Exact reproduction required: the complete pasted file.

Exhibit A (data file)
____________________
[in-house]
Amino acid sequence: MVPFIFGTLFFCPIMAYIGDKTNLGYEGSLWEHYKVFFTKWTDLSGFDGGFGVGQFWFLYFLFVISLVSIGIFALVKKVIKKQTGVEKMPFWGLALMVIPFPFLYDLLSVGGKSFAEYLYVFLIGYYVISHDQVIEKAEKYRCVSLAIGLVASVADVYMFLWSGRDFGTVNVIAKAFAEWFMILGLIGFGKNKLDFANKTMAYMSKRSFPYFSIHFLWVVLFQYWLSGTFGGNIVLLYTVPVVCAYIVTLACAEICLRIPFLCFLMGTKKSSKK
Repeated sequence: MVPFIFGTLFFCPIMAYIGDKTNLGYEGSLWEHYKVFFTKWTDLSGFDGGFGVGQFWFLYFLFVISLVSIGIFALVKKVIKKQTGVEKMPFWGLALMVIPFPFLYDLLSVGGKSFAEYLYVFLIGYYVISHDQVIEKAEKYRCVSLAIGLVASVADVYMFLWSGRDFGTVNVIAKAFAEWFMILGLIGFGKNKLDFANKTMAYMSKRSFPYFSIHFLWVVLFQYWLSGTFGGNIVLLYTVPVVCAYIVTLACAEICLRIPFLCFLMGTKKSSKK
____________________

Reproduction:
[in-house]
Amino acid sequence: MVPFIFGTLFFCPIMAYIGDKTNLGYEGSLWEHYKVFFTKWTDLSGFDGGFGVGQFWFLYFLFVISLVSIGIFALVKKVIKKQTGVEKMPFWGLALMVIPFPFLYDLLSVGGKSFAEYLYVFLIGYYVISHDQVIEKAEKYRCVSLAIGLVASVADVYMFLWSGRDFGTVNVIAKAFAEWFMILGLIGFGKNKLDFANKTMAYMSKRSFPYFSIHFLWVVLFQYWLSGTFGGNIVLLYTVPVVCAYIVTLACAEICLRIPFLCFLMGTKKSSKK
Repeated sequence: MVPFIFGTLFFCPIMAYIGDKTNLGYEGSLWEHYKVFFTKWTDLSGFDGGFGVGQFWFLYFLFVISLVSIGIFALVKKVIKKQTGVEKMPFWGLALMVIPFPFLYDLLSVGGKSFAEYLYVFLIGYYVISHDQVIEKAEKYRCVSLAIGLVASVADVYMFLWSGRDFGTVNVIAKAFAEWFMILGLIGFGKNKLDFANKTMAYMSKRSFPYFSIHFLWVVLFQYWLSGTFGGNIVLLYTVPVVCAYIVTLACAEICLRIPFLCFLMGTKKSSKK